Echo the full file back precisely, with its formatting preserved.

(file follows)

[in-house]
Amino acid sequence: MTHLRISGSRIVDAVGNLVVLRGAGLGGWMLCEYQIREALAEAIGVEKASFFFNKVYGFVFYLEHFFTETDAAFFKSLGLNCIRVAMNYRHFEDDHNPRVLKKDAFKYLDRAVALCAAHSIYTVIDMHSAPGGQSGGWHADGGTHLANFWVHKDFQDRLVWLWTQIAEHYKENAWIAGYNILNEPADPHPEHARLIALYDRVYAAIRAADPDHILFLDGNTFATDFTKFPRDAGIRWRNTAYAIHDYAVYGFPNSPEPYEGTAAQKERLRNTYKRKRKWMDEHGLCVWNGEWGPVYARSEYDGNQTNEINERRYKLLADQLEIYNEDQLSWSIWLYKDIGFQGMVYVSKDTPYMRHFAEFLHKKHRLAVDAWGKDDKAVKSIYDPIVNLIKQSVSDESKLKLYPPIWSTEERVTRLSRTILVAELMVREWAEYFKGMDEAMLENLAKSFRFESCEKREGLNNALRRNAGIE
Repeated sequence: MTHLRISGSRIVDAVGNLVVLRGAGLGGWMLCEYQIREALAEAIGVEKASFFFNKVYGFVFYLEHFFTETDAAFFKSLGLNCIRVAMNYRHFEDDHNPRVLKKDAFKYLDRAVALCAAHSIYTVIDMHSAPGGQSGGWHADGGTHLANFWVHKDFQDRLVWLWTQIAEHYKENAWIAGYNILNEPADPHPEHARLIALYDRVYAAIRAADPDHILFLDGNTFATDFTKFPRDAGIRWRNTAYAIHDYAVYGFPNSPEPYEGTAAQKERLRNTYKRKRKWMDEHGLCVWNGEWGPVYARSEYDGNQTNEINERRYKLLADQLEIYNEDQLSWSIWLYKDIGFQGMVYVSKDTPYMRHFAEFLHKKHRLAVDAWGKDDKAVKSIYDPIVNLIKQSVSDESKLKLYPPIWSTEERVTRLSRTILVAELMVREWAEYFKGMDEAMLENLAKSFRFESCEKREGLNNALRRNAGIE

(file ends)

[in-house]
Amino acid sequence: MTHLRISGSRIVDAVGNLVVLRGAGLGGWMLCEYQIREALAEAIGVEKASFFFNKVYGFVFYLEHFFTETDAAFFKSLGLNCIRVAMNYRHFEDDHNPRVLKKDAFKYLDRAVALCAAHSIYTVIDMHSAPGGQSGGWHADGGTHLANFWVHKDFQDRLVWLWTQIAEHYKENAWIAGYNILNEPADPHPEHARLIALYDRVYAAIRAADPDHILFLDGNTFATDFTKFPRDAGIRWRNTAYAIHDYAVYGFPNSPEPYEGTAAQKERLRNTYKRKRKWMDEHGLCVWNGEWGPVYARSEYDGNQTNEINERRYKLLADQLEIYNEDQLSWSIWLYKDIGFQGMVYVSKDTPYMRHFAEFLHKKHRLAVDAWGKDDKAVKSIYDPIVNLIKQSVSDESKLKLYPPIWSTEERVTRLSRTILVAELMVREWAEYFKGMDEAMLENLAKSFRFESCEKREGLNNALRRNAGIE
Repeated sequence: MTHLRISGSRIVDAVGNLVVLRGAGLGGWMLCEYQIREALAEAIGVEKASFFFNKVYGFVFYLEHFFTETDAAFFKSLGLNCIRVAMNYRHFEDDHNPRVLKKDAFKYLDRAVALCAAHSIYTVIDMHSAPGGQSGGWHADGGTHLANFWVHKDFQDRLVWLWTQIAEHYKENAWIAGYNILNEPADPHPEHARLIALYDRVYAAIRAADPDHILFLDGNTFATDFTKFPRDAGIRWRNTAYAIHDYAVYGFPNSPEPYEGTAAQKERLRNTYKRKRKWMDEHGLCVWNGEWGPVYARSEYDGNQTNEINERRYKLLADQLEIYNEDQLSWSIWLYKDIGFQGMVYVSKDTPYMRHFAEFLHKKHRLAVDAWGKDDKAVKSIYDPIVNLIKQSVSDESKLKLYPPIWSTEERVTRLSRTILVAELMVREWAEYFKGMDEAMLENLAKSFRFESCEKREGLNNALRRNAGIE